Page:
Hose length: Most connective hoses that link CPAP machines to face masks are at least six feet in length, but users who are unable to set up their machine next to their bed may want a hose that measures even longer.
Power Source: Most CPAP machines operate on a voltage range of 100 to 240V AC. The power input requirements will be included in the product specs.
Operating altitude: CPAP machines are normally designed to properly function at certain altitudes; exceeding this altitude will compromise the delivery of properly pressurized air. This information is usually included in the product specifications.
Automatic controls: In addition to automatic on and off controls, some CPAP machines will adjust to the user’s shifting breathing patterns, as well as changes in altitude (which can affect the amount of pressure needed).
Alerts: Some CPAP machines will alert users if the pressure is turned off (due to issues such as power outage or dead batteries), if the mask leaves the user’s face, or if a leak develops in the connective hose. These alerts may take the form of audible alarms and/or LCD backlighting.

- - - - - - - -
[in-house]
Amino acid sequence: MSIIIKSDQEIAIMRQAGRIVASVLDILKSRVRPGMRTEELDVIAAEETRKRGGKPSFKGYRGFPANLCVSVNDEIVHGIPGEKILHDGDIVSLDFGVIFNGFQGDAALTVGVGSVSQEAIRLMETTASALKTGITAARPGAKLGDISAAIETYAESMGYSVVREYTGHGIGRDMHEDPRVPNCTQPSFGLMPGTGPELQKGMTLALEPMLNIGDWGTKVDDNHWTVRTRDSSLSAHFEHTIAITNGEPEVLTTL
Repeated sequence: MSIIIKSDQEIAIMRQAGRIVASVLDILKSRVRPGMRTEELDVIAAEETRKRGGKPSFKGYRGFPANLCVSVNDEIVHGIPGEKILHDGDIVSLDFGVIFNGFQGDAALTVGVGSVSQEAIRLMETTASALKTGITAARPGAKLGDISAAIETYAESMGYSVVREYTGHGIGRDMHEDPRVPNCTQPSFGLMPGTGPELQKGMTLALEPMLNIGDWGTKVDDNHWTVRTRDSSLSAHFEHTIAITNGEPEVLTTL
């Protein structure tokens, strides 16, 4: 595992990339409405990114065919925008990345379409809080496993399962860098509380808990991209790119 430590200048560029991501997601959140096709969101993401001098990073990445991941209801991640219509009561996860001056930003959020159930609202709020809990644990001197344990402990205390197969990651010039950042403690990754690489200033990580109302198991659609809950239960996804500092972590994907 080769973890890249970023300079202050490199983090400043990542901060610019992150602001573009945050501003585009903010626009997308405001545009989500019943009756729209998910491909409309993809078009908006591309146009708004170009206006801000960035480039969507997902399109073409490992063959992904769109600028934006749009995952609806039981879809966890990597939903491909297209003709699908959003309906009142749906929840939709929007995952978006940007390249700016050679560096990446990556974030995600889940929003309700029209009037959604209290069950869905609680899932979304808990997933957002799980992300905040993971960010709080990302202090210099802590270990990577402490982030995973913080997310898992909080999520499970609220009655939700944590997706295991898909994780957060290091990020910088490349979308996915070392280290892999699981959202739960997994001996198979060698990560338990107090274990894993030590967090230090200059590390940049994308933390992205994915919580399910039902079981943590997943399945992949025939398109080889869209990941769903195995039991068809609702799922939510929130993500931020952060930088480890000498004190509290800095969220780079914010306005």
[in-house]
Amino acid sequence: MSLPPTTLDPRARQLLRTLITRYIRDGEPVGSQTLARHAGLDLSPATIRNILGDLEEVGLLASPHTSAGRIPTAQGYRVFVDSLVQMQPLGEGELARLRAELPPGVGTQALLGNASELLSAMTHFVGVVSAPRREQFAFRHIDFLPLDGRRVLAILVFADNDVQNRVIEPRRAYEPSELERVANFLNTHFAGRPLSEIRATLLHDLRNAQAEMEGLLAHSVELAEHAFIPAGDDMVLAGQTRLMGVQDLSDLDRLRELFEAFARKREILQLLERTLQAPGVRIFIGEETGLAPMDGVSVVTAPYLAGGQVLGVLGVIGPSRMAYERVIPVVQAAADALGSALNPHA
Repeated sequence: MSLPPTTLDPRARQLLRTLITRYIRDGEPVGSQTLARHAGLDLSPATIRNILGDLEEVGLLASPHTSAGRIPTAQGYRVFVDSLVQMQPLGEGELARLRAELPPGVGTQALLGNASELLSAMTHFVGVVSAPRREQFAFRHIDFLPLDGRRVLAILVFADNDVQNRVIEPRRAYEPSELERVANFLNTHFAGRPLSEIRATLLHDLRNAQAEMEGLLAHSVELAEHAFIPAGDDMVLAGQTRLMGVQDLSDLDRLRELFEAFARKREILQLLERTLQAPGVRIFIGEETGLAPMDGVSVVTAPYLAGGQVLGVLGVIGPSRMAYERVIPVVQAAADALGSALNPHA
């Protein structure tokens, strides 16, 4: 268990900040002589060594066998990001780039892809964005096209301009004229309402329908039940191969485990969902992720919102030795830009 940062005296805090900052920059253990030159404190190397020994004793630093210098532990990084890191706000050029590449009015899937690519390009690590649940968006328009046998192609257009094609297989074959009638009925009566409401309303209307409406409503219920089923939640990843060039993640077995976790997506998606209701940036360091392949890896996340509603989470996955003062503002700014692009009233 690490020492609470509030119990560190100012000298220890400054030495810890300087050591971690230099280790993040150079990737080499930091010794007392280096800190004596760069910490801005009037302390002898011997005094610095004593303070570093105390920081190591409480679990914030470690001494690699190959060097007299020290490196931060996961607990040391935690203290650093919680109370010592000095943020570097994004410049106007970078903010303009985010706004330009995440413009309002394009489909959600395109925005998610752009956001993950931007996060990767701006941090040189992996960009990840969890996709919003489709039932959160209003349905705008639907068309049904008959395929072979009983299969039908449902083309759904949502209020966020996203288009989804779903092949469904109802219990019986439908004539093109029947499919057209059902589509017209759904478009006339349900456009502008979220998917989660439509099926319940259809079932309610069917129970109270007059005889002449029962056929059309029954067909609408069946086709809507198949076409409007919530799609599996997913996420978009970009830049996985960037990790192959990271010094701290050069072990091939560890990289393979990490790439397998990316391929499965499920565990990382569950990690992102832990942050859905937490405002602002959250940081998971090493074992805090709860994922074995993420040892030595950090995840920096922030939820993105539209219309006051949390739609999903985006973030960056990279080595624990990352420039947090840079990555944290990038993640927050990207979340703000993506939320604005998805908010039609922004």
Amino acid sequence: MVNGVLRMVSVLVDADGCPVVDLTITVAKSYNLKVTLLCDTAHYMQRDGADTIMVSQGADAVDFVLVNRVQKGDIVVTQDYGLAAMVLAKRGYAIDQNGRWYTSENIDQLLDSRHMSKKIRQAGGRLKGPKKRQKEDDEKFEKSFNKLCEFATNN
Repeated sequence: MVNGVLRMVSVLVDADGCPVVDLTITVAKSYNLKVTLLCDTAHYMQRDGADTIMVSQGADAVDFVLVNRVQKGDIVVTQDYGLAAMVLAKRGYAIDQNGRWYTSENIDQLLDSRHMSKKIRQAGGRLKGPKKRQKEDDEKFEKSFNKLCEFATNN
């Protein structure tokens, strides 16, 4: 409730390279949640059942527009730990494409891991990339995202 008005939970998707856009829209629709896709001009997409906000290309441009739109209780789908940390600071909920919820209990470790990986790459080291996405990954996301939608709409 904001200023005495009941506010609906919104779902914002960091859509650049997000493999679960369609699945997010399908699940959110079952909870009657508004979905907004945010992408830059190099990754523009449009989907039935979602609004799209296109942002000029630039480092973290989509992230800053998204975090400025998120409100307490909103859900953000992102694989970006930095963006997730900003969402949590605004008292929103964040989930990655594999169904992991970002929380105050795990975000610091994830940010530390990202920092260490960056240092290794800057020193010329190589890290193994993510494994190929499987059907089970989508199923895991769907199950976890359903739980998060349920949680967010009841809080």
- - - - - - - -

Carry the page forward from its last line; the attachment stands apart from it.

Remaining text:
Sleep data: Like many electronic devices manufactured today, some CPAP machines are equipped with smart technology that monitors sleep patterns in users and provides readable data. This data may include how much pressure (in cmH20) is delivered each night, how long the machine is used, and how many days the owner has used the machine per week or month. CPAP machines may display this data on a built-in screen or via a mobile app.
Warranty: In most cases, a CPAP machine will come with a warranty that covers the product for two to five years, depending on the manufacturer.
Prescription requirements for CPAP machines are somewhat confusing. In this next section, we’ll answer some of the most common questions about CPAP prescriptions.
|Do I need a prescription for CPAP machines?||Technically, you don't need a prescription for the entire machine – just three key parts. Sleep apnea patients need a doctor's prescription to legally purchase CPAP airflow generators, humidifiers, and face masks. These three components are categorized as Class II medical devices, meaning the U.S. Food and Drug Administration (FDA) regulates their sales. Other CPAP machine components, such as connective hoses and air filters, do not share this FDA classification; they can be purchased over the counter.|